6 Steps for More Effective and Less Confrontational Conversations
When was the last time you changed your mind? Not about something fairly inconsequential, like what to eat for supper tonight, but about a pivotal issue where you took a stand but later changed your mind?
Probably not lately. Maybe never.
It was an intriguing question posed by fellow writer Tamar Haspel–a question that still has me pondering its ramifications a few weeks after Haspel’s visit to Iowa.
“Many people go into conversations about food and agriculture with the expectations of changing others’ minds,” said Tamar Haspel, a Washington Post columnist who accepted the Iowa Food and Family Project’s invitation to tour Iowa farms in late September and learn more about Midwest agriculture. “We need to stop talking past each other.”
Yes, we need to stop talking past each other, I thought after Haspel uttered these sentiments during a breakfast meeting at the Iowa Machine Shed. It appeared that a lot of of the other ag leaders around the table with me were thinking the same thing.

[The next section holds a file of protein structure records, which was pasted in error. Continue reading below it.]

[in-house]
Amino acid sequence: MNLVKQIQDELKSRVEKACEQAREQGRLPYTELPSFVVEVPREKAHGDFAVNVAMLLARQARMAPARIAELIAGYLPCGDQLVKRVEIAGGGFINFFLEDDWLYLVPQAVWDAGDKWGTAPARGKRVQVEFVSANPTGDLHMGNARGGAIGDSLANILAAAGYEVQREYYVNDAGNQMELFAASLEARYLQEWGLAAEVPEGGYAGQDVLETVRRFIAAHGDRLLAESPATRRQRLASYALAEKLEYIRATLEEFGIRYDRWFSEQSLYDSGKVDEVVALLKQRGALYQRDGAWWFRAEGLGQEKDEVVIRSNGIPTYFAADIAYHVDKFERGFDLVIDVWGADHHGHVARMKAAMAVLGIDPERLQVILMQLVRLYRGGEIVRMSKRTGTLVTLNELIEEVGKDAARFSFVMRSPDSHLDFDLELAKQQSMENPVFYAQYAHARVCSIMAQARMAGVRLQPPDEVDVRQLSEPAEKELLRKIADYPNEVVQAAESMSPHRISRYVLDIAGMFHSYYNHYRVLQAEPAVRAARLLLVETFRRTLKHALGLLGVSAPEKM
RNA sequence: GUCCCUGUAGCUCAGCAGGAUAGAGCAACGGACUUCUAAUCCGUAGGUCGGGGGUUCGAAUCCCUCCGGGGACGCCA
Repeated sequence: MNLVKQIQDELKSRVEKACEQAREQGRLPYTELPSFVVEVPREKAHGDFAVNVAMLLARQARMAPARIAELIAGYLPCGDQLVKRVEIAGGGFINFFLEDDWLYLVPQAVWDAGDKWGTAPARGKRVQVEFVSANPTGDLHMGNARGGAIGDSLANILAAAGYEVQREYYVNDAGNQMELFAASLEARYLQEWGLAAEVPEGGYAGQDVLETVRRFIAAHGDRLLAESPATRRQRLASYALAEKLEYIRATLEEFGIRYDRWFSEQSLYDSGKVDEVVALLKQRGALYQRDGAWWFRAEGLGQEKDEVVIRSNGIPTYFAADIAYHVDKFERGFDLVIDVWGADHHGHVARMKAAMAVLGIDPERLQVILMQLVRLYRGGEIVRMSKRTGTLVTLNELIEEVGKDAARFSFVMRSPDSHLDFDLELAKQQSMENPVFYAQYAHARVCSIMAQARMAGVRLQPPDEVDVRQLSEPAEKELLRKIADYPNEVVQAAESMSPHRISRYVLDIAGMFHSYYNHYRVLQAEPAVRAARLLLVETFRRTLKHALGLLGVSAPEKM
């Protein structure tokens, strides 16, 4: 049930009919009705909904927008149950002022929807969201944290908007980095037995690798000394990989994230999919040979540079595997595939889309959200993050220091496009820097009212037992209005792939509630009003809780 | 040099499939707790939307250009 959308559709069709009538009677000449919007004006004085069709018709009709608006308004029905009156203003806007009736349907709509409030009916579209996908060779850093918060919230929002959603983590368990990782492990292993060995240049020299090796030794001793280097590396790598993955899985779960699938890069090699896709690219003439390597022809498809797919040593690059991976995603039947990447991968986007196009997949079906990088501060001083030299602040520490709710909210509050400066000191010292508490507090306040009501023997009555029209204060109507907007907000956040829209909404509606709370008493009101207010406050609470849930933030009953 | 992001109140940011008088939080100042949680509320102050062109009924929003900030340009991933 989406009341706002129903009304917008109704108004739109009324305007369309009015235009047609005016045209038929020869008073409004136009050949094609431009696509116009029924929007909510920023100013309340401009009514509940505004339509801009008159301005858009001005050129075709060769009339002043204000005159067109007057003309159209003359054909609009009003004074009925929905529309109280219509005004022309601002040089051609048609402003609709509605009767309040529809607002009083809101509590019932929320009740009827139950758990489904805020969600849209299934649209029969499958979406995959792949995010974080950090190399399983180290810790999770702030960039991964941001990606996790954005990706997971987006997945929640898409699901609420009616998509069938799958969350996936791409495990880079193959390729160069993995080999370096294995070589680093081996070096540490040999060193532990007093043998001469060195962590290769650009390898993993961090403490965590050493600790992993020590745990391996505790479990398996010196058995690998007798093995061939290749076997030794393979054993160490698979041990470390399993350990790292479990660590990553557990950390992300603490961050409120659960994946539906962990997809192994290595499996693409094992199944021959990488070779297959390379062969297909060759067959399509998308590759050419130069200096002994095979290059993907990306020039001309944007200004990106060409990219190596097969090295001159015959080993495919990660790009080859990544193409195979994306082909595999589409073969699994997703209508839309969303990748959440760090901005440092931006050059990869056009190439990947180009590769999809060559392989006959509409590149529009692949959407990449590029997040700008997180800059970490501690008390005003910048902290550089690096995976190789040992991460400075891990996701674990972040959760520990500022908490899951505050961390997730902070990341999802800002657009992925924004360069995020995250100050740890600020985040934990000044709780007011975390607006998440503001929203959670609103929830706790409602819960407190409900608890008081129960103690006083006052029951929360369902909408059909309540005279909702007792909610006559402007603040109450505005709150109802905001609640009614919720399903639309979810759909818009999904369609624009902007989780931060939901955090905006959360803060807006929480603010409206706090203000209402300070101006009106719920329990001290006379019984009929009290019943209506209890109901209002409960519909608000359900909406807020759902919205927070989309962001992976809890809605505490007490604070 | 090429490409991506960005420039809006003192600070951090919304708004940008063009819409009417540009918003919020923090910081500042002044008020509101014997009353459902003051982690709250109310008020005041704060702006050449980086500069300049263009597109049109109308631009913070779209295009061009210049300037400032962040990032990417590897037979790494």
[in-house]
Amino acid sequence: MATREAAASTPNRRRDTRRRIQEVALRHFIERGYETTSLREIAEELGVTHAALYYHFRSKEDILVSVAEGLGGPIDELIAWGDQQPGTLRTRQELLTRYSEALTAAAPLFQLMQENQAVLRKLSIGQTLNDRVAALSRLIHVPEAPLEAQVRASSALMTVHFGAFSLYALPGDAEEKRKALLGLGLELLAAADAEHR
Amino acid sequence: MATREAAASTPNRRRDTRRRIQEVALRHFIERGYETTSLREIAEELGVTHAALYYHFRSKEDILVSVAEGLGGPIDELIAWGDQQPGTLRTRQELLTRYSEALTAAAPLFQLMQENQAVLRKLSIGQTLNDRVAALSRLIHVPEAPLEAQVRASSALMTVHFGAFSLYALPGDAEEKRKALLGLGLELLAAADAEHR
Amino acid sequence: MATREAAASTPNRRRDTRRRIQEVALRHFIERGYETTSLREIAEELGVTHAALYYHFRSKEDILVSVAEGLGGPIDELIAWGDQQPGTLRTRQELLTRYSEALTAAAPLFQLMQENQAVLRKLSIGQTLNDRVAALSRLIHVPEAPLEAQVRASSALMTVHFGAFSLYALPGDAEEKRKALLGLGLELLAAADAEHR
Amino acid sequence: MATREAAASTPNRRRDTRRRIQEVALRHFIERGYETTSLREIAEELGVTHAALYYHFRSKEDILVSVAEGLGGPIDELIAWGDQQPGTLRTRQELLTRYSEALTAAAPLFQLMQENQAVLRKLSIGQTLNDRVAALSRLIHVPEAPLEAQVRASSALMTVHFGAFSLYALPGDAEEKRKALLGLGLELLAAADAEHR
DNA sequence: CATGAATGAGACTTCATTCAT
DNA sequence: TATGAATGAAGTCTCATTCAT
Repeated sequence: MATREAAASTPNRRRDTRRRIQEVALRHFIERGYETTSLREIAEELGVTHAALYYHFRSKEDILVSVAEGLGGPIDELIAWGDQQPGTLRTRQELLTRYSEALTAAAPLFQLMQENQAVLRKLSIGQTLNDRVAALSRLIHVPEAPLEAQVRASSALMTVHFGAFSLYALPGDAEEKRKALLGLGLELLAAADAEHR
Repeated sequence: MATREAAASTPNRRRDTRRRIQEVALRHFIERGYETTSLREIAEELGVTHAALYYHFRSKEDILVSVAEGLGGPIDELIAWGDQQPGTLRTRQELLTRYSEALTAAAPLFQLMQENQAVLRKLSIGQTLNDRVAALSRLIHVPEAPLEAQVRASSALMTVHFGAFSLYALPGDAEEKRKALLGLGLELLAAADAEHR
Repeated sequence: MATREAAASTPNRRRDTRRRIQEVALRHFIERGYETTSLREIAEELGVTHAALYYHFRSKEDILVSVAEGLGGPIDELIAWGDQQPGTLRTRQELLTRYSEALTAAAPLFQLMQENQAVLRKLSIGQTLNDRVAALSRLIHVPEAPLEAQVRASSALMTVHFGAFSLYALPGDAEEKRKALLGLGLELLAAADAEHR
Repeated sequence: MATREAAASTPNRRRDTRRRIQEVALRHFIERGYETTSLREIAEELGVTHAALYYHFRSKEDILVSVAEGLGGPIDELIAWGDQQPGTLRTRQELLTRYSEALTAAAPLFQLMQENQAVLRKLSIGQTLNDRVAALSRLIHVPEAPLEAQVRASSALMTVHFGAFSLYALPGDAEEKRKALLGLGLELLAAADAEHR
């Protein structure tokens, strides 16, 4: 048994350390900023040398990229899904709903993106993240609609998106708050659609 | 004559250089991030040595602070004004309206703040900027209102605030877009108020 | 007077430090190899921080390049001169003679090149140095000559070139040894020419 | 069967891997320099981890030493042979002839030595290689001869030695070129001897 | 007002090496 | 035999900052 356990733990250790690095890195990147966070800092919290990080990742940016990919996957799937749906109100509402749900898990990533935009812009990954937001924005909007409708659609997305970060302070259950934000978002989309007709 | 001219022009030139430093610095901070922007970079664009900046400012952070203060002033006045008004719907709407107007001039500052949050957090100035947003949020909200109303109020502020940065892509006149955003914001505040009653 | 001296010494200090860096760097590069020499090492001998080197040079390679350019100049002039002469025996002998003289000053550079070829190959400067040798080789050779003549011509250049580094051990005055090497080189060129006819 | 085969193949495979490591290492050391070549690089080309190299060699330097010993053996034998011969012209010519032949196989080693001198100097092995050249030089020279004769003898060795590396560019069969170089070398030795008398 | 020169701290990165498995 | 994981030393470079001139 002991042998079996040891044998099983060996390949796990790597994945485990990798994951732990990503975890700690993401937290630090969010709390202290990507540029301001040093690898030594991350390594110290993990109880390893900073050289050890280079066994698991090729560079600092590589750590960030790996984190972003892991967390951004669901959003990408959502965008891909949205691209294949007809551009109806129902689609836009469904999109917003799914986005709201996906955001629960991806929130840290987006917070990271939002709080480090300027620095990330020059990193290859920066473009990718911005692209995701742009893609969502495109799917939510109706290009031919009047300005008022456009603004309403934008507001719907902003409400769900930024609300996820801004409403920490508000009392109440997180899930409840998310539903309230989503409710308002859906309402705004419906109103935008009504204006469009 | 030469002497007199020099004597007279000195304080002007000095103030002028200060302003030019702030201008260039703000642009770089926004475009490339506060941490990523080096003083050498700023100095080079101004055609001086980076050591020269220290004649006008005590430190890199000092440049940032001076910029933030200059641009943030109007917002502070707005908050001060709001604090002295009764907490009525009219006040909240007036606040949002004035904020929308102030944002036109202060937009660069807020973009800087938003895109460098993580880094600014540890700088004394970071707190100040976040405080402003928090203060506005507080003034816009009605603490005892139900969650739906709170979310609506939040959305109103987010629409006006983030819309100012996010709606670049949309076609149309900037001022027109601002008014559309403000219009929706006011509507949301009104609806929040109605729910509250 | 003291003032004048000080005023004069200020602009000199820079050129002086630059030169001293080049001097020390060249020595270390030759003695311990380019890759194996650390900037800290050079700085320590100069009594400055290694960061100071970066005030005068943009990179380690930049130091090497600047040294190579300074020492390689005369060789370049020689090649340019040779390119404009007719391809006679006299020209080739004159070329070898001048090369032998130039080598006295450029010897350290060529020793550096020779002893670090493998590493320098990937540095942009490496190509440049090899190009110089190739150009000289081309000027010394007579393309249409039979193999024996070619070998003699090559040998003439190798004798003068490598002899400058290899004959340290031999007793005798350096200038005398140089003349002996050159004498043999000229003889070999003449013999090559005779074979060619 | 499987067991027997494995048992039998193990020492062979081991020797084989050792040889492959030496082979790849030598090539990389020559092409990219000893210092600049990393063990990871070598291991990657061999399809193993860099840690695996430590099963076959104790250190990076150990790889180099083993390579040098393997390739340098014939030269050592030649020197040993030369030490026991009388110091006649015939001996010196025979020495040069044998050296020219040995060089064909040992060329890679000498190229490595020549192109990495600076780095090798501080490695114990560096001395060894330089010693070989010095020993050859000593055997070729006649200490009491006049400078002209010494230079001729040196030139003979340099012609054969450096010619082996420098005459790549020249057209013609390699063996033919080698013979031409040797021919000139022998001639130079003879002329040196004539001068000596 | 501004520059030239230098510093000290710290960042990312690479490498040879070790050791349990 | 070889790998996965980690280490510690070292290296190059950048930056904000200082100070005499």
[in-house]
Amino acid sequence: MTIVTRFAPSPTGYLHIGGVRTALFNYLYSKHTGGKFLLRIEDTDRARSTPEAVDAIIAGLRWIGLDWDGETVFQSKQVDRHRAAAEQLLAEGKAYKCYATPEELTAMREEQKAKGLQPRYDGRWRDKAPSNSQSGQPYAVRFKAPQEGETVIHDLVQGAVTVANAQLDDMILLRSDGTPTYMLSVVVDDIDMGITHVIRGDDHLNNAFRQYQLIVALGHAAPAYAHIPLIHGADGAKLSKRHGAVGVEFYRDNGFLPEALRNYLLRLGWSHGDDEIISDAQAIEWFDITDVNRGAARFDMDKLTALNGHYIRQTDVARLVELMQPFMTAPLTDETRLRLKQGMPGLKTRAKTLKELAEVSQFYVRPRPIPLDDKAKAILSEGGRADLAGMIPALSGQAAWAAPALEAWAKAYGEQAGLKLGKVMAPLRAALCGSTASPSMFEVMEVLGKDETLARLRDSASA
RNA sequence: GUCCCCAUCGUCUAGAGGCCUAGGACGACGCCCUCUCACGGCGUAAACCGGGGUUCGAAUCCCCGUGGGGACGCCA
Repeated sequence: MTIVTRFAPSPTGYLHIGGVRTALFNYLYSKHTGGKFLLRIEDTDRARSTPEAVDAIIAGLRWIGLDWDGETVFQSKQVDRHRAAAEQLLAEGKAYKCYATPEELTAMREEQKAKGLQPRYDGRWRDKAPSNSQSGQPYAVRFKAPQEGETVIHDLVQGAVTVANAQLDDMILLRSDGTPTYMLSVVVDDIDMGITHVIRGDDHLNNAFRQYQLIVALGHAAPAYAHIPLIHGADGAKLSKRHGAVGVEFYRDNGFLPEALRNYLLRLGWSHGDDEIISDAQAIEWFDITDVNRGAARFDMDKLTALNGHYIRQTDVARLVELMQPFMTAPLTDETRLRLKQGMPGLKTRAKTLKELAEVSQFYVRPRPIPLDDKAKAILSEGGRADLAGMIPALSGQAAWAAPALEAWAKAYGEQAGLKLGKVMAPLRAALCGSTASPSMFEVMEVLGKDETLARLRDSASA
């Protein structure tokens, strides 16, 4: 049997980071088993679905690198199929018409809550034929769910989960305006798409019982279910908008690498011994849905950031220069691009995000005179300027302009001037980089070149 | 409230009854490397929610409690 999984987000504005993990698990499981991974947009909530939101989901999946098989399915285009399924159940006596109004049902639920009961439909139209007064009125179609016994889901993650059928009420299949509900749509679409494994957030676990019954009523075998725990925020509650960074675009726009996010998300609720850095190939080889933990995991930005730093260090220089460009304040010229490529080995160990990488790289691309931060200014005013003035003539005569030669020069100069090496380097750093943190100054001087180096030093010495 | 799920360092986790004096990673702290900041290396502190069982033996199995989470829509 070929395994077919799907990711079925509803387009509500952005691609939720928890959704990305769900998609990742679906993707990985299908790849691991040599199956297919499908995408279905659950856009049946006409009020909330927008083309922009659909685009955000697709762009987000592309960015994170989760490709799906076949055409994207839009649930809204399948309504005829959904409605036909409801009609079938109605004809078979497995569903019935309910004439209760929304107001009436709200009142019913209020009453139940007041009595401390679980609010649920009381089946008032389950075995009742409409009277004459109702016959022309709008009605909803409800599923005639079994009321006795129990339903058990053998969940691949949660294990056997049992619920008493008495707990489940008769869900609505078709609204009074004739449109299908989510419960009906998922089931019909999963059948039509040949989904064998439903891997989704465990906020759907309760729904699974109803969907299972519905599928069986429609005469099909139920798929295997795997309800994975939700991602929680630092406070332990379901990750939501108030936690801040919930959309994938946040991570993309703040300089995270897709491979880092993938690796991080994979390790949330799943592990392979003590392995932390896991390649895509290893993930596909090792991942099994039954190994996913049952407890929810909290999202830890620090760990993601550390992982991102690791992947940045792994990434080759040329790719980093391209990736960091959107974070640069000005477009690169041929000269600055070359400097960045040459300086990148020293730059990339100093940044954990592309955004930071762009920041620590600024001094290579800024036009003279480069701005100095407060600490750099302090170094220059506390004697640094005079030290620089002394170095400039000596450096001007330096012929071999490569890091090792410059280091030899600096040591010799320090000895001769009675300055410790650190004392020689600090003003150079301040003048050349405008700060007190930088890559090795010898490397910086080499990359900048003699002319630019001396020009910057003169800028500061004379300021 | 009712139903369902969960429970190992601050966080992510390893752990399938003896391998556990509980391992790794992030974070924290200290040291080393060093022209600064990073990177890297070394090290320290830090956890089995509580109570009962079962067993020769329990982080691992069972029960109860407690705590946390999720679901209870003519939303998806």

If we believe we need to stop talking past each other, we need to understand more about how humans make decisions. Scottish philosopher and historian David Hume figured it out more than 200 years ago, Haspel noted, when he stated that reason is merely the “slave to the passions.”
“Why are we so bad at evaluating evidence?” asked Haspel, who is a Cape Cod oyster farmer and award-winning journalist who covers food supply issues, including biotech, pesticides, antibiotics, organics, nutrition and food policy.
Blame the confirmation bias, the human tendency to search for, interpret, favor and recall information that confirms one’s preexisting beliefs.
“Think about where the presets are on your car or truck radio,” said Haspel, who spoke at Drake University to approximately 50 people, including myself, on Sept. 27 during a public forum hosted by the Iowa Food and Family Project. “Think of the news sources you turn to and the people you follow on social media. All of us tend to live in our silo surrounded by people who think like us.”